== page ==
We are living in a world where the average person is carrying at least three portable computing devices. Okay maybe not the average person but most days I have three portable computing devices with me; a laptop, cell phone, and tablet. Usually these devices have some sentience information; contacts, calendar, personal photos, documents, contracts, banking information, etc. During last nights GTALUG meeting we had a brief audience chat on dealing your portable device when it is outside the confront of your home. So i thought I would share my two cents.

The safeist way not to lose your computer and data (just ask an iPhone engineer). If you can't live without your computer then do some serious auditing of your data. Do you need to carry around your personal (and corporate) accounting ledger, business contacts, calendar, proprietary source code, SSH keys, contacts, and other sensitive information. Also what I find helps is giving everything a value of money. For example I might have some source code for a client project I have been working on for sixty billable hours and haven't got paid yet. That would have a high monitory value, unlike an open source project. Something I should start doing is physically locking my laptop with a security lock (they are reality cheap compared to my laptop and it's data).

Backup, Backup, Backup. I am not going to go to much into this but have some sort of offsite backup system installed and working. Mine is a combination of Git/Hg, Dropbox, and S3.

  • If I am working on a proposal it is saved to my Dropbox.
  • If I am working on code it is pushed to a remote computer.
  • If I can't push to a remote computer (SSH is blocked) I push to an S3 bucket.
  • etc.

Encrypt your laptops hard drive.

Most enterprisy companies have remote wipe on Blackberry's Enterprise Server, make sure you can have the same. The iPhone supports this though MobileMe and Android has WaveSecure if you data is worth more than $200 these services are very beneficial. Also never be afraid of doing a remote wipe, backup your phone at least once or twice a week and use services that have some type of push to "the cloud" feature (I use SimpleNote which sends my notes to a remote web service).

Don't be paranoid, the majority of the people in this world are honest and good. If you have something telling them how to contact you if you device get lost, they will contact you. Just make sure they can easily find your information.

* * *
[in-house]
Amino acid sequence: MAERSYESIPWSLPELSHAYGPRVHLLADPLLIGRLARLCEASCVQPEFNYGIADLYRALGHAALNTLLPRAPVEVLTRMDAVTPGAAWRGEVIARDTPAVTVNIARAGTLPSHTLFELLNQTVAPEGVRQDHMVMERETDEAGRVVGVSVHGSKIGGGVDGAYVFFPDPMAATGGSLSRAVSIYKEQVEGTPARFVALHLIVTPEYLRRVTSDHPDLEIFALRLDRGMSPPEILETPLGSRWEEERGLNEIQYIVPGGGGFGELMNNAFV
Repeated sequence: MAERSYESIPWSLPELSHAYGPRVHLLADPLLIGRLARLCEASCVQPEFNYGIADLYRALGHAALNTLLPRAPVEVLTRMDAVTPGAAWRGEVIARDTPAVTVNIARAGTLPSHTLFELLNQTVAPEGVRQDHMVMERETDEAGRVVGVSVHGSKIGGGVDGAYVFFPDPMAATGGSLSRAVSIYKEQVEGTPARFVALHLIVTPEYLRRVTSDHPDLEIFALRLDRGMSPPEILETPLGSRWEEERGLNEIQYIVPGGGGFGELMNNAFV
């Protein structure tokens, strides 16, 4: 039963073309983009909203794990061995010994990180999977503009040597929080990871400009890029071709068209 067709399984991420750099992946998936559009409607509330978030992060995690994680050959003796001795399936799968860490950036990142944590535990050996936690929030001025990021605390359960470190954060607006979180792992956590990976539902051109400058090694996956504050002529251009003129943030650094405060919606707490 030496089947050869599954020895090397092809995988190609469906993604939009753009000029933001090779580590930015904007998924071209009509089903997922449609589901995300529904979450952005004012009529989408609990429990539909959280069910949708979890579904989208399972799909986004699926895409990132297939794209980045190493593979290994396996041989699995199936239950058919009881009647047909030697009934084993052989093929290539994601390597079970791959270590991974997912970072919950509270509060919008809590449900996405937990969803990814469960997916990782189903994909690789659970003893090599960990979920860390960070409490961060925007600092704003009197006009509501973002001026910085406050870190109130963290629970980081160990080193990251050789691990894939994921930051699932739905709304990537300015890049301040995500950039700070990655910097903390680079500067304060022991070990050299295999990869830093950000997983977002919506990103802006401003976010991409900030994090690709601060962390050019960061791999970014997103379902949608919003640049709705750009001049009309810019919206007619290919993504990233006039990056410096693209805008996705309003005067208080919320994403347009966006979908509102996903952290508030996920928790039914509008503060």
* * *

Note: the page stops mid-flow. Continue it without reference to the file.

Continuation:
I don't think I have ever written a review in my life but I just have to say how much I freaking (trying to stop swearing) hate my Sony MDR-NC7 Noise Canceling Headphones.

When I bought this product it was Boxing Day 2009 (if you are not from the Commonwealth Boxing Day is the day after Christmas when stores have everything they couldn't sell on sale) at Yorkdale. I hate malls, but for some screwed up reason the only time I go to malls is on Boxing Day, usually with my Stepmom, Beth, I don't know why I have an issue with crowds and I have a mild form of claustrophobia. But I digress so I am in the Sony Store (or Sony Style they have both) looking to purchase another pair of headphones, I already own a pair of the awesome old faction Bose around-ear headphones (which I would recommend to anyone looking to purchase headphones), for the TTC (the Toronto Subway). So I picked up the Sony equivalent that was about thirty dollars (a lot cheaper than the Bose but if I broke them or some how dropped them it wouldn't be an issue). When I got the the checkout the girl behind the counter suggested that I buy these Noise Canceling Headphones for the same price because they would cancel out the noise of the subway cars, streetcars, and bus. So on her recommendation I bought them.

I didn't expect the Noise Canceling to work that while, I remember that my Dad purchase a pair two years back to listen to his iPod on the airplane. He said they cut out most of that air sounding stuff that you get on airplanes but he could hear the flight attendants and the pilot over the intercom. But when I got onto my first subway ride I could barley hear any music. So I started to turn up the volume; I could feel the bass on my ears but I couldn't hear any music.